"It’s been a few months since I last played through the six episodes of Telltale’s Sam & Max resurrection (and then played through them all again to review the entire season as a whole!) and the general feeling was positive. The series retained most of the aspects that made the 1993 original Hit the road such a well respected title and established itself as one of the better revivals that companies out of fresh ideas like the throw out into the market these days. Edios raping Lara Croft’s rotting corpse – I’m looking at you! Leave the poor girl alone."
It’s been an average day for Sam & Max. They've seen the Vice President taken out by a multi-storey killer robot obsessed with chart-topping 80’s hits and had to side-step their career-challenged friend's store as it was hurled across the street at them. They've exchanged quips with the decapitated 30-foot high head of an ex-president and visited convenience stores turned high-tech security HQs. Seeking a bit of normality, they hop in their battered car and cruise over to Santa’s workshop (The Second Happiest Place On Earth!) where they find the tubby beardo holed up in his office with a submachine gun.
“The snow will turn red with the blood of the naughty!”
Yup, just another day.
It’s been a few months since I last played through the six episodes of Telltale’s Sam & Max resurrection (and then played through them all again to review the entire season as a whole!) and the general feeling was positive. The series retained most of the aspects that made the 1993 original, Hit the Road, such a well respected title and established itself as one of the better revivals that companies out of fresh ideas like the throw out into the market these days. Edios raping Lara Croft’s rotting corpse – I’m looking at you! Leave the poor girl alone.
The problems that each chapter inherited were more drawbacks to the episodic nature Telltale have championed (so much better than Valve’s wait-six-months-for-each-episode approach for Half Life 2): the puzzles were too easy and the games bite-sized. The scenarios rehashed and many of the jokes wore thin by the end. I didn’t care then thanks to a razor sharp script dripping with satire and sarcasm and I care even less now seeing as many of the problems have been addressed.
The aforementioned 80’s obsessed robot takes care of the monotony of treading the exact same street Sam & Max called home in the opening minutes of the game by reducing half of it to rubble. Sybil’s running gag of trying a new profession each week has been dropped to concentrate on her blossoming romance with the stone head of Abraham Lincoln, and, thanks to all the money you ploughed in conspiracy-freak Bosco’s store last season, he no longer needs to wear a string of new disguises because he’s a trillionaire and has bought enough security gizmos to turn his store into a secure bunker. The street’s ‘invisible wall’ areas have also been opened up allowing you to cross a once uncrossable road and enter a new location: Stinky’s Diner.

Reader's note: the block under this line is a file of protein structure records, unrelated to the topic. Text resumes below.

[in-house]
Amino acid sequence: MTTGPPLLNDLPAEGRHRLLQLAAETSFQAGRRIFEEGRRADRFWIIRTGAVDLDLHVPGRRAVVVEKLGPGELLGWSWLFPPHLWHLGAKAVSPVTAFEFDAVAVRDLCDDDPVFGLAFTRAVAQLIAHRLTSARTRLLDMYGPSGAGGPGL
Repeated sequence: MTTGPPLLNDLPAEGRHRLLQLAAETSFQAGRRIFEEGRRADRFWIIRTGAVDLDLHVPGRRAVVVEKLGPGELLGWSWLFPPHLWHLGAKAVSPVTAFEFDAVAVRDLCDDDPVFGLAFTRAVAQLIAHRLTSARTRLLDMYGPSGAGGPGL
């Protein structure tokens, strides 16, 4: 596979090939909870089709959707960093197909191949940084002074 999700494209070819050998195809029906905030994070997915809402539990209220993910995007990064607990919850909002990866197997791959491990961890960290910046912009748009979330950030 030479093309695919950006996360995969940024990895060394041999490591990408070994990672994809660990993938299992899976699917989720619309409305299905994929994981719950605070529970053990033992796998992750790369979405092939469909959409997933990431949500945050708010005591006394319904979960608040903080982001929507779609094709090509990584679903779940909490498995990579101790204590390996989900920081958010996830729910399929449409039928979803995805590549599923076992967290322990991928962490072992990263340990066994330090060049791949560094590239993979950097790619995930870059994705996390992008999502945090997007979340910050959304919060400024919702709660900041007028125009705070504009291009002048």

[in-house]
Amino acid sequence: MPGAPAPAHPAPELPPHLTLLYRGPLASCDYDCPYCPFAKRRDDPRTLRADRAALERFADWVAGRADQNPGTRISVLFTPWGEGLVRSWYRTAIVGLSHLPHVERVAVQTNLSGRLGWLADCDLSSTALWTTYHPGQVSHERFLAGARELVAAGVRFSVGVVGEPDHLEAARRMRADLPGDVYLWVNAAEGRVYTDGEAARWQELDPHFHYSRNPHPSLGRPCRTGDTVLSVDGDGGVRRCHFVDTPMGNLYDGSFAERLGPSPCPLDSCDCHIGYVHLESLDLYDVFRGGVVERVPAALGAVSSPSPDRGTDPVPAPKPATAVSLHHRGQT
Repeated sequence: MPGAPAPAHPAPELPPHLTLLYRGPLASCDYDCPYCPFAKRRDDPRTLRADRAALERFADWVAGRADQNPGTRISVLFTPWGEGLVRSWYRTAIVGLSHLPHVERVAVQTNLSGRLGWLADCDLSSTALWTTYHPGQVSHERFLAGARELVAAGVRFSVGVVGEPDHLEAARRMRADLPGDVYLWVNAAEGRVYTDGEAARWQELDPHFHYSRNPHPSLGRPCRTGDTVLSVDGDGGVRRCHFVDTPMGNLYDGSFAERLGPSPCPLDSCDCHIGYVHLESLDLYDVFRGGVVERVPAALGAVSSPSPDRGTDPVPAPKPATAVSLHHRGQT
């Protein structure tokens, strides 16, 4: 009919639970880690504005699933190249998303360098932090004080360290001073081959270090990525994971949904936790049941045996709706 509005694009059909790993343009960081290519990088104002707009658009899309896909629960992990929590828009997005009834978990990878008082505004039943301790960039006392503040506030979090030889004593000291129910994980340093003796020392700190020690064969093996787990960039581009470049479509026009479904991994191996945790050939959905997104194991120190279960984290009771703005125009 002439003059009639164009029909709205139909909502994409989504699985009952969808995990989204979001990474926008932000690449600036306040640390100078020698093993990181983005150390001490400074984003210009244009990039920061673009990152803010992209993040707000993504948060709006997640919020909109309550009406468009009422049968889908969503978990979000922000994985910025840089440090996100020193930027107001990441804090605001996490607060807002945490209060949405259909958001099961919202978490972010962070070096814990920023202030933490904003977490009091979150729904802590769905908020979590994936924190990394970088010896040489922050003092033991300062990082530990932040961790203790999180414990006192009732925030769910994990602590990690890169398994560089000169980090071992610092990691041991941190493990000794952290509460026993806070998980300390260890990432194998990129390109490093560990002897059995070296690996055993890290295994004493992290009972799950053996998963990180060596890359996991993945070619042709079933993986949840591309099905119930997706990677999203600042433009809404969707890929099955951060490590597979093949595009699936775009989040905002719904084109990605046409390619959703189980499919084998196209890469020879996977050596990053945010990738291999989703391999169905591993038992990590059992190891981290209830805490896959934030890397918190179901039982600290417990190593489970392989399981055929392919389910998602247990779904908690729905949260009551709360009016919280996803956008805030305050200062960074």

The difficulty has also been addressed with a much more inventive way of providing hints for stuck players. Come last season, anyone faced with a tricky puzzle always had Max on hand to ask for help, but his helpfulness dipped and dived all season between giving you a complete answer and being maddingly vague. Among the new season’s options is now the ability to set Max’s hints on a slider between the two extremes. You can choose to go it alone and give your brain a workout or let the psychotic rabbity-thing constantly issue hints and tips. Indeed, Sam & Max: 201 seems more intent on helping their would-be players, even going so far as to recapture the opening scene of Sam & Max: Episode 1 to work as a tutorial. Upon selecting this option, an overly-aggressive sentient arcade cabinet warns you that “IT BREAKS THE FORTH WALL!” Which it does.
What doesn’t change is how the new chapters pick a subject and then SATIRES it mercilessly to death, and, today, jolly St. Nick is firmly between the crosshairs. While trying to unravel the mystery of why the notorious gift-giver would send them an Xmas present of a killer robot hell-bent on destroying them and all they love (in the middle of November, no less) they force intern elves to cry, win fixed trivia quizzes at the recently-reopened diner, and pelt the Soda Popper gang with a volley of snowballs made out of decontaminated yellow snow.
You also have to love the way Telltale acknowledge the Soda Popper’s presence. With most fans starting to tire of their presence, they've become more and more of an annoyance to the twin protagonists who now only endure them in order to further their suffering. A big deal was made halfway through Season One on how the development team were really listening to the feedback of their players, and it’s little touches like this that show that they really are.
In other words, all that made the last season great, all the sharp writing, the expected tomfoolery and comical capers return just as strong as last year’s peak, but a lot of the more mechanical let-downs have been either repressed or fixed completely. Season 2 opens with a candy-cane sparkle that the rest of the series would do well to follow.
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